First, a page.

of the river and touched the bank of the great water. The company made an 
encampment at this place and remained for a while.  The people was then of one
language.  Some of them went on the banks of the great waters, towards the 
midway sun, and never returned.  But the company that remained at the camp 
returned as they came--along the bank of the river, under his direction.

This company were a particular body, which called themselves of one household. 
Of these there were six families, and they entered into an agreement to 
preserve the chain of alliance which should not be extinguished under any 
circumstance.

The company advance some distance up the river of Skawnatawty. Taryenyawagon 
directed the first family to make their residence near the bank of the river, 
and the family was named Tehawrogeh (that is, a speech divided). Their 
language soon changed.  The company then turned and went towards the 
sun-setting, and traveled about two days and a half, then came to a creek, 
which was named Kawnatawteruh (that is pineries).  The second family was 
directed to make their residence near the creek; and the family was named 
Nehawretahgo (that is big tree). Their language was changed likewise. The 
company continued to proceed toward the sun-setting under the direction of 
Taryenyawagon. The third family was directed to make their residence on a 
mountain, named Onondaga, and the family was named Seuhnowhahtah (that is,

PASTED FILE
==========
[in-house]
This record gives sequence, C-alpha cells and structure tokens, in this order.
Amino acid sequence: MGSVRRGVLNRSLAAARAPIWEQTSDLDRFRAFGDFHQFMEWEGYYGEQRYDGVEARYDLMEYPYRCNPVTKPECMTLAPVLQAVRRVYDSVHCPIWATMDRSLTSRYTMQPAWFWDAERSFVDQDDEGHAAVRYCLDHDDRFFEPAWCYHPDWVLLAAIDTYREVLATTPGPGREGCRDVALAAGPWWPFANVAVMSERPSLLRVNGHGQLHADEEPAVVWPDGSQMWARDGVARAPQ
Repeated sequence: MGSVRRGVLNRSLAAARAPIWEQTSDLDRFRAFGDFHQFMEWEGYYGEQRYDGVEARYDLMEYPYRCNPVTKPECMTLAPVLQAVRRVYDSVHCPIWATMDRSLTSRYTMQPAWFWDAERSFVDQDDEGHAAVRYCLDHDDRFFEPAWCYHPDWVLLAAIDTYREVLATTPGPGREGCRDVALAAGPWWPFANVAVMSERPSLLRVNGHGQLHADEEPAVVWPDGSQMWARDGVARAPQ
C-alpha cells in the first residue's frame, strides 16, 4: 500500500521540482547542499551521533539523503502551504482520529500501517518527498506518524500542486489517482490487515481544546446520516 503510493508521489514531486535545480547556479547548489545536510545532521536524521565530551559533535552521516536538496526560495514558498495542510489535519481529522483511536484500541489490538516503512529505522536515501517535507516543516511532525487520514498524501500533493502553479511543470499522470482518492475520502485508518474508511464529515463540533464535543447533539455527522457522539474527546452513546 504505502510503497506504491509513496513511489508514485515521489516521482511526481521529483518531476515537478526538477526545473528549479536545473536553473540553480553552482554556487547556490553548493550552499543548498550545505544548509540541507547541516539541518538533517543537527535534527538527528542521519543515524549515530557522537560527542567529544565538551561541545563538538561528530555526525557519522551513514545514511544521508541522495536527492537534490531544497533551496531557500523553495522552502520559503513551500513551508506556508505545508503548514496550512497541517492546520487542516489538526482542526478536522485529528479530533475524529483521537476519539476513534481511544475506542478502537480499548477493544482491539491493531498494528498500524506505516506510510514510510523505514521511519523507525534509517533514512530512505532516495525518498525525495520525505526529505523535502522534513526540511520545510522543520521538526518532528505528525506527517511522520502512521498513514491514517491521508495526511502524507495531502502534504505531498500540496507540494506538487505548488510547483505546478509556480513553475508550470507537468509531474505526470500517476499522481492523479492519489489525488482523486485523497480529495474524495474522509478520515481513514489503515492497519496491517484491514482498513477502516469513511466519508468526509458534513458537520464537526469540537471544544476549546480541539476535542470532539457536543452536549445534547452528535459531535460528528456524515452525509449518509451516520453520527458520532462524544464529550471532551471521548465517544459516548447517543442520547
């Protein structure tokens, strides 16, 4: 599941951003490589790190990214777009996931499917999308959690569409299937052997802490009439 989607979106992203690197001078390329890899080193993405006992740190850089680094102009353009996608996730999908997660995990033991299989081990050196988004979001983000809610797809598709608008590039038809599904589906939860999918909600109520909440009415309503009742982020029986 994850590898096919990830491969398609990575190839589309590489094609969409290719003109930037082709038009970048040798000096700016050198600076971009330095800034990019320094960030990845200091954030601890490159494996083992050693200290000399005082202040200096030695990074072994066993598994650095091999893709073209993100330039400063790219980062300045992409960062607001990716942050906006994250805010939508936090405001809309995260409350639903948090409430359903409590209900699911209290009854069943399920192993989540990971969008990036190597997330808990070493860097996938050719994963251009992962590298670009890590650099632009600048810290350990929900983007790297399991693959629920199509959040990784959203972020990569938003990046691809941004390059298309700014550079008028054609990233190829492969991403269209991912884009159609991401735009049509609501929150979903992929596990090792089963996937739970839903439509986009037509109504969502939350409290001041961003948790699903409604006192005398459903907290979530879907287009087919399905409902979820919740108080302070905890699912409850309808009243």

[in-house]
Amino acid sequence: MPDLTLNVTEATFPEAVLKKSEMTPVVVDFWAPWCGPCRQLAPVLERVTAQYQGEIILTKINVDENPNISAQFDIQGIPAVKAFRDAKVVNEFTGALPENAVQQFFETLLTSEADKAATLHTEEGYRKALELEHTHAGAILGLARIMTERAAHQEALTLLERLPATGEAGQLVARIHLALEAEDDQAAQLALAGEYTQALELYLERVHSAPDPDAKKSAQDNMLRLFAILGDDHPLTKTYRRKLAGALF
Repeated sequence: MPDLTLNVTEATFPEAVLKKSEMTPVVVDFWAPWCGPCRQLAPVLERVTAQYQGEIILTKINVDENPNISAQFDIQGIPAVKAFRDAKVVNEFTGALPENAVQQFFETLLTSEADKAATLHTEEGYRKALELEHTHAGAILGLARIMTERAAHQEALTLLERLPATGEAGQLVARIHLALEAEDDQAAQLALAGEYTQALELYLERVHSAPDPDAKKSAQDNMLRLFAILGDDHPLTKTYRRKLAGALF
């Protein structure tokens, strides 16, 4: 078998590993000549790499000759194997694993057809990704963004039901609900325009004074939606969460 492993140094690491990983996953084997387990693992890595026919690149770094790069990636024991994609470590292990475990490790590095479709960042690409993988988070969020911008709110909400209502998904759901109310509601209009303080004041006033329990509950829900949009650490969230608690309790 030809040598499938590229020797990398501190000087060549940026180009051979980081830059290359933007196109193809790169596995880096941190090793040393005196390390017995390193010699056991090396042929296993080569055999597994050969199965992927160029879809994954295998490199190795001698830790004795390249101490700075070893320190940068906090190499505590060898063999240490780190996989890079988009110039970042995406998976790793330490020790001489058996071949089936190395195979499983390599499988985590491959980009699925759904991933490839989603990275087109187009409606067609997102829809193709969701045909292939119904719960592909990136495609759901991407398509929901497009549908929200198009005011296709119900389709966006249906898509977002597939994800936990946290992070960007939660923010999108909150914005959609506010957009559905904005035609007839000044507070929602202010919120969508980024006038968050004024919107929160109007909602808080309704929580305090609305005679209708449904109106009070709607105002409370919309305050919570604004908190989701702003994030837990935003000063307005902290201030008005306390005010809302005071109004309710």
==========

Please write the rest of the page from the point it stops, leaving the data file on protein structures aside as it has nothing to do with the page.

carrying the name). Their language also changed. The rest of the company 
continued their journey towards the sun-setting. The fourth family was 
directed to make their residence near a large lake, named Goyogoh (that is a 
mountain rising from water), and the family was named Sho-nea-na-we-to-wah 
(that is a great pipe). Their language was altered. The rest of the company 
kept their course towards the sun-setting. The fifth family was directed to 
make their residence near a high mountain, situated south of Canandaigua Lake,
which was named Tehow-nea-nyo-hent (that is possessing a door).  
Their language was also changed. The sixth, and last family, went on their 
journey toward the sun-setting, and traveled a great distance, when they came 
to a large river, which was named O-nah-we-yo-ka (that is a principal stream).
The people discovered a grapevine lying across the river, by which a part of 
the people went over, but while they were crossing the vine broke.  They were 
divided, and became enemies to those that were over the river in consequence 
of which, they were obliged to abandon the journey.  Those that went over the 
river were finally lost and forgotten from the memory of those that remained 
on the eastern banks.

http://www.personal.psu.edu/users/a/c/acj2/iriquoiscr.htm

From the Hindus (India)

"There grew in the centre of the earth the wonderful `world tree,' or 
`knowledge tree.' It was so tall that it reached almost to heaven. It said in 
its heart, `I shall hold my head in heaven and spread my branches over all the
earth, and gather all men together under my shadow, and protect them, and 
prevent them from separating.' But Brahma, to punish the pride of the tree, 
cut off its branches and cast them down on the earth, when they sprang up as 
wata trees, and made differences of belief and speech and customs to prevail 
on the earth, to disperse men upon its surface."

http://www.infidels.org/library/historical/andrew_white/Chapter17.html#I